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Bingo Industries fined $30m for cartel conduct

A formerly ASX-listed skip bin operator that is now owned by a Macquarie Group (ASX: MQG) subsidiary has been fined $30 million for cartel conduct by the Federal Court of NSW over price fixing practices with competitors in Sydney, to the detriment of consumers and collection services.

The $30 million fine given to Bingo Industries represents a 30 per cent discount due to its early plea of guilty and cooperation with the authorities, and is the second-largest fine imposed for criminal cartel offences under the Competition and Consumer Act.

In mid-2019 Bingo and two affiliates of its competitor Aussie Skips reached an arrangement to lift prices for demolition waste collection services by 25 per cent and at least 22 per cent respectively, assisted by Bingo’s then CEO Daniel Tartak and Aussie Skips’ then chief executive Emmanuel Roussakis.

The pair first met in a café at Tartak’s request and then engaged in a series of WhatsApp messages to make the arrangements.

“Over the following three months Bingo, aided by Mr Tartak, gave effect to the arrangements that it had made with Aussie Skips and Aussie Recycling. So too did the Aussie companies aided by Mr Roussakis,” Justice Michael Wigney said this morning.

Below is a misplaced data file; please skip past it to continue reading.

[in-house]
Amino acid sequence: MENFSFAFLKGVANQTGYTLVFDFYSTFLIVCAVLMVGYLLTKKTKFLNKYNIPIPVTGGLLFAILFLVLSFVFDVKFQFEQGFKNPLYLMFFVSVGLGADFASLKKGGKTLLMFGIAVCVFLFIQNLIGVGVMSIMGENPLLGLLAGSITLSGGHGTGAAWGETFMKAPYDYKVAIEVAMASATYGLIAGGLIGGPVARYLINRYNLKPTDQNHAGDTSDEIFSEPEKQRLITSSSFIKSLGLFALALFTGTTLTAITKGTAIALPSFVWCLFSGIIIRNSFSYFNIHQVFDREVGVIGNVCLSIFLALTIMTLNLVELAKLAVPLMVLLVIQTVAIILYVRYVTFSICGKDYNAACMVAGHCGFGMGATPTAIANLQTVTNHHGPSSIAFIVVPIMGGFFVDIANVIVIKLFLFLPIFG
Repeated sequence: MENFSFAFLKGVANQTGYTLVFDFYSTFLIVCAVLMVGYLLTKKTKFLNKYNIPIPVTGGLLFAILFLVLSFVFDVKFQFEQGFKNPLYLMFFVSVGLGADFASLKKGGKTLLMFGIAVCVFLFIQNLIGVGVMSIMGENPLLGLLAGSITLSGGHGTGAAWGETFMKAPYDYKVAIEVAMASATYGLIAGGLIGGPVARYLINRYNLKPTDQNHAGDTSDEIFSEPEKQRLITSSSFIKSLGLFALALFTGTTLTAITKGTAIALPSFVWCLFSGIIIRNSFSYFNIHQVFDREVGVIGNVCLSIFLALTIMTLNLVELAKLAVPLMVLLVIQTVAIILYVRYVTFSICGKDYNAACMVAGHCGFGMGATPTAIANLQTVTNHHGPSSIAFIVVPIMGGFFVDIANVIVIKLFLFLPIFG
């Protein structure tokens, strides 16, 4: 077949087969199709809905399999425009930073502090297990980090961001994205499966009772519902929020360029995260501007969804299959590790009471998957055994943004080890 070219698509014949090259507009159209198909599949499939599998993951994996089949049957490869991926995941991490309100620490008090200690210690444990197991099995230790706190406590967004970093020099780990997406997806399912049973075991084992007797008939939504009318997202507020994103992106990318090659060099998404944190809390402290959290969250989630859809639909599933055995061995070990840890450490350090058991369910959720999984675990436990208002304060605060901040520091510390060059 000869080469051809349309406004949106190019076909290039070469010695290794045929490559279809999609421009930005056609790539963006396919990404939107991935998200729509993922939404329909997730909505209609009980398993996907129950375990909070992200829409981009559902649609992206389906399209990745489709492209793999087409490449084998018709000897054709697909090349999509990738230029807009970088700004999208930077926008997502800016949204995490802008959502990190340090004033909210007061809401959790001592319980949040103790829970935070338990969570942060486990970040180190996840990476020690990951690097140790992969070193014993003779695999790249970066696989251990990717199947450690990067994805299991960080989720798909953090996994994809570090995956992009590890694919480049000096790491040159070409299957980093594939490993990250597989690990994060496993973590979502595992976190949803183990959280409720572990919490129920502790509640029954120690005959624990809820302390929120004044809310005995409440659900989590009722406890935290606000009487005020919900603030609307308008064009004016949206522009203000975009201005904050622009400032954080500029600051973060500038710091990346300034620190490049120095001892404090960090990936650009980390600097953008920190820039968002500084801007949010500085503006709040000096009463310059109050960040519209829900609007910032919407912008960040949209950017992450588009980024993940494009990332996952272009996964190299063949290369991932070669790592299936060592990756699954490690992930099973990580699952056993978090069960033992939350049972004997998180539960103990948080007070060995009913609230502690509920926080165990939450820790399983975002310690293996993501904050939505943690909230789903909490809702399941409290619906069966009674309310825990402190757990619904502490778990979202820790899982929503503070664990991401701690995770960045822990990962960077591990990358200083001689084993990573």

“There could be no doubt that it was likely that some customers paid more than they otherwise would have paid for collection services and processing services as a result of the anti-competitive arrangements between Bingo and the Aussie companies.

“Mr Tartak was no doubt aware of the likely effects of the arrangements,” the judge said, noting the arrangements were “effectively abandoned” in September of that year.

Justice Wigney emphasised the seriousness of Tartak’s offence, describing his conduct as “covert and deliberate”.

“Cartel offences which Mr Tartak committed were also undoubtedly serious. He was the chief executive officer of a very large public company, which was a major player in the market for waste collections services in the Sydney metropolitan region,” Justice Wigney said.

“He caused that company to make and give effect to an arrangement that included a cartel provision with a competitor in that market.

“The arrangement which persisted for a not insubstantial period of time stifled and distorted price competition in that market to the benefit of Bingo, and to the detriment to consumers and collection services in the Sydney metropolitan region.”

He said that officers of corporations in similar positions to Tartak should be left in no doubt that they will face “condign punishment if they cause their corporations to enter into or give effect to cartel arrangements”.

But the judge also took into account Tartak’s early plea of guilty, and said his subjective circumstances compelled a degree of leniency. With no prior convictions, Justice Wigney said Tartak’s actions were out of character for a devoted and supportive family man who is “highly respected and admired by business colleagues and church, school and community…

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